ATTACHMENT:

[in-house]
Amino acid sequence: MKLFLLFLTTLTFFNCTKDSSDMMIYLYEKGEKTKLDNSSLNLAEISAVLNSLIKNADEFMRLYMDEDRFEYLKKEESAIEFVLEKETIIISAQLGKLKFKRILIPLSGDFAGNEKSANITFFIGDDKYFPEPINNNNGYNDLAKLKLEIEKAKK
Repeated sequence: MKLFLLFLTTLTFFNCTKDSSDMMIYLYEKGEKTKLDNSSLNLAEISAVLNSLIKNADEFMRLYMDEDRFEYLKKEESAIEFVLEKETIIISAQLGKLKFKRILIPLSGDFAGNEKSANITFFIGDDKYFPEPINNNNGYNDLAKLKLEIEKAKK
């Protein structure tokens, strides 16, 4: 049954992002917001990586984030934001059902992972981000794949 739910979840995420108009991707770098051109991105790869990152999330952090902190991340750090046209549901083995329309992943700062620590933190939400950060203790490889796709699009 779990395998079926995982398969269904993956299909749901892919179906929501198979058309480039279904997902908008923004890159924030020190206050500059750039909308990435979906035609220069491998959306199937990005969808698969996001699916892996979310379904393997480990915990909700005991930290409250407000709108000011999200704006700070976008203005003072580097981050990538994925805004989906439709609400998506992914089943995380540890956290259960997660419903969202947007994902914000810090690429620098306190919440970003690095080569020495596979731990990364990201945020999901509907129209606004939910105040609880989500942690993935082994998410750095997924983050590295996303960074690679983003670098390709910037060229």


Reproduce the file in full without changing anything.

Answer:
[in-house]
Amino acid sequence: MKLFLLFLTTLTFFNCTKDSSDMMIYLYEKGEKTKLDNSSLNLAEISAVLNSLIKNADEFMRLYMDEDRFEYLKKEESAIEFVLEKETIIISAQLGKLKFKRILIPLSGDFAGNEKSANITFFIGDDKYFPEPINNNNGYNDLAKLKLEIEKAKK
Repeated sequence: MKLFLLFLTTLTFFNCTKDSSDMMIYLYEKGEKTKLDNSSLNLAEISAVLNSLIKNADEFMRLYMDEDRFEYLKKEESAIEFVLEKETIIISAQLGKLKFKRILIPLSGDFAGNEKSANITFFIGDDKYFPEPINNNNGYNDLAKLKLEIEKAKK
């Protein structure tokens, strides 16, 4: 049954992002917001990586984030934001059902992972981000794949 739910979840995420108009991707770098051109991105790869990152999330952090902190991340750090046209549901083995329309992943700062620590933190939400950060203790490889796709699009 779990395998079926995982398969269904993956299909749901892919179906929501198979058309480039279904997902908008923004890159924030020190206050500059750039909308990435979906035609220069491998959306199937990005969808698969996001699916892996979310379904393997480990915990909700005991930290409250407000709108000011999200704006700070976008203005003072580097981050990538994925805004989906439709609400998506992914089943995380540890956290259960997660419903969202947007994902914000810090690429620098306190919440970003690095080569020495596979731990990364990201945020999901509907129209606004939910105040609880989500942690993935082994998410750095997924983050590295996303960074690679983003670098390709910037060229």